PHOTO: Associated Press
The 89-year-old Robert Mugabe was inaugurated into a seventh term as the President of Zimbabwe on August 22. While taking "the oath of office at a 60,000-seat sports stadium filled almost to capacity," the notoriously anti-gay leader used the opportunity to deliver a fresh round of gay-bashing, reports South Africa's Eyewitness News.
In the speech, Mugabe urged young people to “damn” homosexuality in the same way his government does and not to offend nature by engaging in same-sex relationships. "That destroys nations, apart from it being a filthy, filthy disease," he said.
Ahead of the elections last month, Mugabe heightened his anti-gay stance in his rallies, going so far as to suggest that homosexuals should be castrated. Previously, Mugabe once controversially described homosexuals as worse than pigs and dogs, saying, if he had his way, gay people would go to hell and rot.
Tens of thousands of slum dwellers were bused into the ceremont and given free food, adds the Associated Press.
"Dozens of buses brought Mugabe party supporters to the stadium, set amid the impoverished townships of western Harare, and four leading fast food chains delivered fried chicken portions, fries and soda drinks in take-out packages after receiving orders for 80,000 portions, organizers and food company executives said. Party supporters thronged the food delivery trucks outside the stadium. Police, some on horseback, marshaled food lines that swelled during formalities."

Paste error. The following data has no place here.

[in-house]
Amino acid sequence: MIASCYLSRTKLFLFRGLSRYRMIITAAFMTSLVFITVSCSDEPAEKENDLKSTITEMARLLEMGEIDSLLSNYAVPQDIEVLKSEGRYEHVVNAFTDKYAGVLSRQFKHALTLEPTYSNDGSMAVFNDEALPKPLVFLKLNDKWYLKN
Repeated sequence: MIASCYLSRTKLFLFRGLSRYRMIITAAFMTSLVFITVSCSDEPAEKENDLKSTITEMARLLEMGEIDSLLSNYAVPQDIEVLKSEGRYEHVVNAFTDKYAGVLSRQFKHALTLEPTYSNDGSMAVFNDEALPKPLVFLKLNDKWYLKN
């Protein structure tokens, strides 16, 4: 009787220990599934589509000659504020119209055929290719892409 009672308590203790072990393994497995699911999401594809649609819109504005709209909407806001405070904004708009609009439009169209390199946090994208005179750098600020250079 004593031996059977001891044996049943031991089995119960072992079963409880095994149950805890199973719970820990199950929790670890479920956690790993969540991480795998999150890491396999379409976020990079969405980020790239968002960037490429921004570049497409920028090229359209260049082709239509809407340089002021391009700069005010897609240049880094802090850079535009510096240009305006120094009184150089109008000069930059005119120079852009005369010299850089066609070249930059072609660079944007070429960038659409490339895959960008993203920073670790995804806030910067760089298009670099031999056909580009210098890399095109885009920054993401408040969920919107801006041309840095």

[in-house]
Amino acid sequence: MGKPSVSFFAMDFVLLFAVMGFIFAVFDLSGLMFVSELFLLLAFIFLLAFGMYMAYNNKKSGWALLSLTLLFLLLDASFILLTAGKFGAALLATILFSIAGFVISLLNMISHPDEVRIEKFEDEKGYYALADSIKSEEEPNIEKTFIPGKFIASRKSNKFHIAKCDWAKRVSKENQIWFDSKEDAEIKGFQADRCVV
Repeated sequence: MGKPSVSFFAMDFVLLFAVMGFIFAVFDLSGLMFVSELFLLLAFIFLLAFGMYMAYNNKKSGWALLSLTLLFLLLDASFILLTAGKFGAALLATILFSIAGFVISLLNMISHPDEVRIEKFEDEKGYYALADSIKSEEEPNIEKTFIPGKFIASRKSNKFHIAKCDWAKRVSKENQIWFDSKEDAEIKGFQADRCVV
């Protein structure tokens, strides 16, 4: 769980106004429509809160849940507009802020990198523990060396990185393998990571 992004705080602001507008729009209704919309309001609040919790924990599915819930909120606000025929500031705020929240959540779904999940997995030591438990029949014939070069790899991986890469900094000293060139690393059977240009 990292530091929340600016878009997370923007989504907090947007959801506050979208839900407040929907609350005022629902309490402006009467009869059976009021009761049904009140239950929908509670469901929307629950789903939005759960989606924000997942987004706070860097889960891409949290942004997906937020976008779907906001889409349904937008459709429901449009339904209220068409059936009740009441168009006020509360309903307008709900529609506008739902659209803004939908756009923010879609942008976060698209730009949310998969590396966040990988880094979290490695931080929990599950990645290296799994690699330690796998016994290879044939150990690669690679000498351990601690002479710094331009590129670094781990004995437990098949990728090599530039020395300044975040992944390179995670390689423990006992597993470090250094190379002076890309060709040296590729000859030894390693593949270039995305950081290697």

"Only six out of 40 invited heads of State attended" the elaborate ceremony, reports Nehanda Radio, an online opposition radio and news service.
"The inauguration ceremony follows the decision by the Constitutional Court deeming the election on July 31 free and fair, despite vehement claims from the opposition to the contrary and significant concerns from the international community," reports Think Africa. "The ceremony had been delayed by a court petition by opposition MDC-T leader Morgan Tsvangirai in protest at what he deemed to be a rigged vote, but he dropped the case. Nonetheless, Tsvangirai has said he will boycott the inauguration."
Mugabe has led Zimbabwe since its independence in 1980. Mugabe entered into a coalition government with opposition leader and former Prime Minister Morgan Tsvangirai in 2008.
Mugabe's inaugural anti-gay rant omes after a series of harsh, anti-gay remarks from the leadership of the ruling ZANU-PF during the election cycle. Zimbabwe's justice minister has vowed not to recognize basic rights for gays and promised to "arrest same sex partners found committing homosexual acts." A senior government official also called for the forced evictions of gays and lesbians.
Same-sex acts are currently illegal in Zimbabwe, as they are in at least 38 of 54 African countries. Gay men are subject to "a fine and up to 10 years in prison. Same-sex activity between women is legal." Four nations—Mauritania, Nigeria, Somalia and Sudan—boast the death penalty for gays or same-sex activity. South Africa and Seychelles are the only African nations that protect LGBT rights. The neighboring Republic of South Africa is also the only African nation to guarantee marriage equality.
Gay men, lesbians and transgender men and women face widespread harassment, violence and rape in Zimbabwe, the U.S. State Department reported in its annual human rights survey. Two activists were arrested in a May 2010 raid on Gays and Lesbians of Zimbabwe, the nation's sole LGBT rights group. The activists were reportedly tortured while in jail. Both were later acquitted of charges of possessing "pornography." In June 2013, a group of young men "wielding hammers" reportedly forced entry into those same offices ... but police "swiftly" arrested the assailants.
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